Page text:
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# NCSS Statistical Software NCSS.

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Chapter 311

Stepwise Regression
Introduction
Often, theory and experience give only general direction as to which of a pool of candidate variables (including
transformed variables) should be included in the regression model. The actual set of predictor variables used in
the final regression model must be determined by analysis of the data. Determining this subset is called the
variable selection problem.
Finding this subset of regressor (independent) variables involves two opposing objectives. First, we want the
regression model to be as complete and realistic as possible. We want every regressor that is even remotely
related to the dependent variable to be included. Second, we want to include as few variables as possible because
each irrelevant regressor decreases the precision of the estimated coefficients and predicted values. Also, the
presence of extra variables increases the complexity of data collection and model maintenance. The goal of
variable selection becomes one of parsimony: achieve a balance between simplicity (as few regressors as
possible) and fit (as many regressors as needed).
There are many different strategies for selecting variables for a regression model. If there are no more than fifteen
candidate variables, the All Possible Regressions procedure (discussed in the next chapter) should be used since it will
always give as good or better models than the stepping procedures available in this procedure. On the other hand,
when there are more than fifteen candidate variables, the four search procedures contained in this procedure may be of
use.
These search procedures will often find very different models. Outliers and collinearity can cause this. If there is very
little correlation among the candidate variables and no outlier problems, the four procedures should find the same
model.
We will now briefly discuss each of these procedures.

## Forward (Step-Up) Selection

This method is often used to provide an initial screening of the candidate variables when a large group of variables
exists. For example, suppose you have fifty to one hundred variables to choose from, way outside the realm of the all-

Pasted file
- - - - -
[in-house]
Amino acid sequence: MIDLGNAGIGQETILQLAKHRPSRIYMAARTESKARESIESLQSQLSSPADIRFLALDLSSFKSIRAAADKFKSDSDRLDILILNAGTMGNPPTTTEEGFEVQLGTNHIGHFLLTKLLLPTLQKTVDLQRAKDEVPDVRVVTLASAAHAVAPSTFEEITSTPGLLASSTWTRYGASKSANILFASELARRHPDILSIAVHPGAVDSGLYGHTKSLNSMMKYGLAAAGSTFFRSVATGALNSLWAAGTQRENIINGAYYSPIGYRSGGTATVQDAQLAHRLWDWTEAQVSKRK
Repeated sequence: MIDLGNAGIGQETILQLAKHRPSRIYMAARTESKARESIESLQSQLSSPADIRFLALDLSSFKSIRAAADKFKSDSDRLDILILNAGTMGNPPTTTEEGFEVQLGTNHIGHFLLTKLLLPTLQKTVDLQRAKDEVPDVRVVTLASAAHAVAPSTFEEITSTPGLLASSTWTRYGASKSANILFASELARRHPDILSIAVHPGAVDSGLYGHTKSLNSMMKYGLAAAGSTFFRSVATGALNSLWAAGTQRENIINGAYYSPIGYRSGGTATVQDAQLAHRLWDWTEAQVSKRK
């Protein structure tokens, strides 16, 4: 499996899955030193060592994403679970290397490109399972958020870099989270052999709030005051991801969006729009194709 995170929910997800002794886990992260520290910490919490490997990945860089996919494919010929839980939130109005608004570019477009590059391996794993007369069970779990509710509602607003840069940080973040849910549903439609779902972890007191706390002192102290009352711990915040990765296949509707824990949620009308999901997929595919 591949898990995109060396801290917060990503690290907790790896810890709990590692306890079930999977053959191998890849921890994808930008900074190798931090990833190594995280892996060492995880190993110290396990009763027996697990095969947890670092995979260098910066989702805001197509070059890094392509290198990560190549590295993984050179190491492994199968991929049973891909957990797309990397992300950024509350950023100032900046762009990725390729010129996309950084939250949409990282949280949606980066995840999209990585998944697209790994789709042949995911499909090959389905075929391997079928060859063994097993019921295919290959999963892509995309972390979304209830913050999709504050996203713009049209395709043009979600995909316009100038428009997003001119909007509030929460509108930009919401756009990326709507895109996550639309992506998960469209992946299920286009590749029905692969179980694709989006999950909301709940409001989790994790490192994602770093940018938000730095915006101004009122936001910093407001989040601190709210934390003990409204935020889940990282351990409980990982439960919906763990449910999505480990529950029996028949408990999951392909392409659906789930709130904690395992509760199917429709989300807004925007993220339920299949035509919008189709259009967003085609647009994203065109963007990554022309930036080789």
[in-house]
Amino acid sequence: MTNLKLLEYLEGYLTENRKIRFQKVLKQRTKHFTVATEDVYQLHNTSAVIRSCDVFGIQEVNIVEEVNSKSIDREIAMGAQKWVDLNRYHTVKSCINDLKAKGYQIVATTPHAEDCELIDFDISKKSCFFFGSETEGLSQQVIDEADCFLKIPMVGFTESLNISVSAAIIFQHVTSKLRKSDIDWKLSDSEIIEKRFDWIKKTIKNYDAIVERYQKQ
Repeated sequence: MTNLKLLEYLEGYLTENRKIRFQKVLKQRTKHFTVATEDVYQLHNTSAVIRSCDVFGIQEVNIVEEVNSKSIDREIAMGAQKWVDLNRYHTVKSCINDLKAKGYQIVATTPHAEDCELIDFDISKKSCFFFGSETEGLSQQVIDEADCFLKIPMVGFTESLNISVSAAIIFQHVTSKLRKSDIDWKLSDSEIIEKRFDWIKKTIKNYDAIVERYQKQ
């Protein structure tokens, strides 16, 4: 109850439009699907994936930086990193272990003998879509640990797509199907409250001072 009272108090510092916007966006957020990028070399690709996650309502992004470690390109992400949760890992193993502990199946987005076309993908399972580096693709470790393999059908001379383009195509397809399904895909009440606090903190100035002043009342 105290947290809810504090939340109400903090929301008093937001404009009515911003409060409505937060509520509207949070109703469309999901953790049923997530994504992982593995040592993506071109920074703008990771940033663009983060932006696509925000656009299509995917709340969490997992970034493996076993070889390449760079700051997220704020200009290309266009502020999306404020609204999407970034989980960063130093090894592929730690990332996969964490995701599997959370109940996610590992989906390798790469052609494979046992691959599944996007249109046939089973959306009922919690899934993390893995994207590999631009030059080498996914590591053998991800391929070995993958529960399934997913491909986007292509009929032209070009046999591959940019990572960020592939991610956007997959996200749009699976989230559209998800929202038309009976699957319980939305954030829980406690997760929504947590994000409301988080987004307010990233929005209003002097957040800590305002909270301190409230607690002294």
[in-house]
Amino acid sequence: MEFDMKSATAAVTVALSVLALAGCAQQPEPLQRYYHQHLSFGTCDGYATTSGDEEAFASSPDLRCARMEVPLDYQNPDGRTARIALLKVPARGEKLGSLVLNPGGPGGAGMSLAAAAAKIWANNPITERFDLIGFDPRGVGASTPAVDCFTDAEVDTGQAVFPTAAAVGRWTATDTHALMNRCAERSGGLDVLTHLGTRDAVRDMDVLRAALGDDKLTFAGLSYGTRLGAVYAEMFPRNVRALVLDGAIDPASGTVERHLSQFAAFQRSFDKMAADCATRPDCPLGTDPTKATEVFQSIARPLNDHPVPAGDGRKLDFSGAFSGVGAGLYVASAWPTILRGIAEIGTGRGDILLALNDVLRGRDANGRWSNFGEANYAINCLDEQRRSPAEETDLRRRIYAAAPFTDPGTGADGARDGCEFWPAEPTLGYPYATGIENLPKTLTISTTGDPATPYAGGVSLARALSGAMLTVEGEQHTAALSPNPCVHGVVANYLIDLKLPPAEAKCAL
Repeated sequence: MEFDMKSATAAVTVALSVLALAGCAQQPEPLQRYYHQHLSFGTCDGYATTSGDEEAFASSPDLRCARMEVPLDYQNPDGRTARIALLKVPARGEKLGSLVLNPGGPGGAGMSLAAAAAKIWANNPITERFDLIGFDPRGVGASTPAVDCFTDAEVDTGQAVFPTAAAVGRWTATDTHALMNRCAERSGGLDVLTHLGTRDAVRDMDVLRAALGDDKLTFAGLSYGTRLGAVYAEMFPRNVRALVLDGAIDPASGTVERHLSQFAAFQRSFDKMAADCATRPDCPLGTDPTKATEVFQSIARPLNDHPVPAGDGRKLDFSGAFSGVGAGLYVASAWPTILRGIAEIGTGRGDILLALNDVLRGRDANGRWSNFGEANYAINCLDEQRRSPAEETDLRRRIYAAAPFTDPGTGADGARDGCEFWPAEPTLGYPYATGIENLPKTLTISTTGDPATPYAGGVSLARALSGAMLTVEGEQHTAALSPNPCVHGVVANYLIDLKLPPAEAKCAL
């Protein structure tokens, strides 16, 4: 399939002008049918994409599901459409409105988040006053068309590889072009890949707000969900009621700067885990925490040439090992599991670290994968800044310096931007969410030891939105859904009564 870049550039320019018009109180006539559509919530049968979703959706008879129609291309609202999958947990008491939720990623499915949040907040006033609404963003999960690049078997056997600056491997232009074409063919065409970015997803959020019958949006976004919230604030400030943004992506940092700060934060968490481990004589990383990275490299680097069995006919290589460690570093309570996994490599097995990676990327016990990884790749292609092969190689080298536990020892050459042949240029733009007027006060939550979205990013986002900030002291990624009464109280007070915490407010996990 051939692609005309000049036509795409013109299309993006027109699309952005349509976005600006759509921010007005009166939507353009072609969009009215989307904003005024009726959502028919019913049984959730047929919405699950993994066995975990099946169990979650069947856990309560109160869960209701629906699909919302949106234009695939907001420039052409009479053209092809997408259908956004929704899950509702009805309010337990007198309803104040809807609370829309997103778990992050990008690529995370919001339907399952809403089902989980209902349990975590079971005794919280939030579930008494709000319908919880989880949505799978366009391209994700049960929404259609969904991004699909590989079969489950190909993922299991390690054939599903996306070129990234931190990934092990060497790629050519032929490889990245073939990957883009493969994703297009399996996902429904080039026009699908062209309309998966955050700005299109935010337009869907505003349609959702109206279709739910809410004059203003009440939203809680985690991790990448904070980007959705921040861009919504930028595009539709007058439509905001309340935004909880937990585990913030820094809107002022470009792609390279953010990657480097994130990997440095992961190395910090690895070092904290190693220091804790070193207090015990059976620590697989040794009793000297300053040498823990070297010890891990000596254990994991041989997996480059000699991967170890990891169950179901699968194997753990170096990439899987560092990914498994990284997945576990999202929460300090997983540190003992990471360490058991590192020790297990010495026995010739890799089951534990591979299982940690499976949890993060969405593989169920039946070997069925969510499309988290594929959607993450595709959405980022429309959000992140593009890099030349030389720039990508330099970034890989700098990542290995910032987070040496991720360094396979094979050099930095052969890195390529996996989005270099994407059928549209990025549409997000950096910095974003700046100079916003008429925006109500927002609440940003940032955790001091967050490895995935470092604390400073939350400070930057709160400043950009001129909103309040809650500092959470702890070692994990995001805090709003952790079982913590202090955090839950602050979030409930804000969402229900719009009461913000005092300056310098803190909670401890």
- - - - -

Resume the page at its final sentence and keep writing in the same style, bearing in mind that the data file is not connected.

possible regressions procedure. A reasonable approach would be to use this forward selection procedure to obtain the
best ten to fifteen variables and then apply the all-possible algorithm to the variables in this subset. This procedure is
also a good choice when multicollinearity is a problem.
The forward selection method is simple to define. You begin with no candidate variables in the model. Select the
variable that has the highest R-Squared. At each step, select the candidate variable that increases R-Squared the most.
Stop adding variables when none of the remaining variables are significant. Note that once a variable enters the
model, it cannot be deleted.

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## Backward (Step-Down) Selection

This method is less popular because it begins with a model in which all candidate variables have been included.
However, because it works its way down instead of up, you are always retaining a large value of R-Squared. The
problem is that the models selected by this procedure may include variables that are not really necessary. The user sets
the significance level at which variables can enter the model.
The backward selection model starts with all candidate variables in the model. At each step, the variable that is the
least significant is removed. This process continues until no nonsignificant variables remain. The user sets the
significance level at which variables can be removed from the model.

Stepwise Selection
Stepwise regression is a combination of the forward and backward selection techniques. It was very popular at one
time, but the Multivariate Variable Selection procedure described in a later chapter will always do at least as well and
usually better.
Stepwise regression is a modification of the forward selection so that after each step in which a variable was added, all
candidate variables in the model are checked to see if their significance has been reduced below the specified
tolerance level. If a nonsignificant variable is found, it is removed from the model.
Stepwise regression requires two significance levels: one for adding variables and one for removing variables. The
cutoff probability for adding variables should be less than the cutoff probability for removing variables so that the
procedure does not get into an infinite loop.

Min MSE
This procedure is similar to the Stepwise Selection search procedure. However, instead of using probabilities to add
and remove, you specify a minimum change in the root mean square error. At each step, the variable whose status
change (in or out of the model) will decrease the mean square error the most is selected and its status is reversed. If it
is currently in the model, it is removed. If it is not in the model, it is added. This process continues until no variable
can be found that will cause a change larger than the user-specified minimum change amount.

## Assumptions and Limitations

The same assumptions and qualifications apply here as applied to multiple regression. Note that outliers can have
a large impact on these stepping procedures, so you must make some attempt to remove outliers from
consideration before applying these methods to your data.
The greatest limitation with these procedures is one of sample size. A good rule of thumb is that you have at least
five observations for each variable in the candidate pool. If you have 50 variables, you should have 250
observations. With less data per variable, these search procedures may fit the randomness that is inherent in most
datasets and spurious models will be obtained.
This point is critical. To see what can happen when sample sizes are too small, generate a set of random numbers
for 20 variables with 30 observations. Run any of these procedures and see what a magnificent value of R-
Squared is obtained, even though its theoretical value is zero!

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## Using This Procedure

This procedure performs one portion of a regression analysis: it obtains a set of independent variables from a pool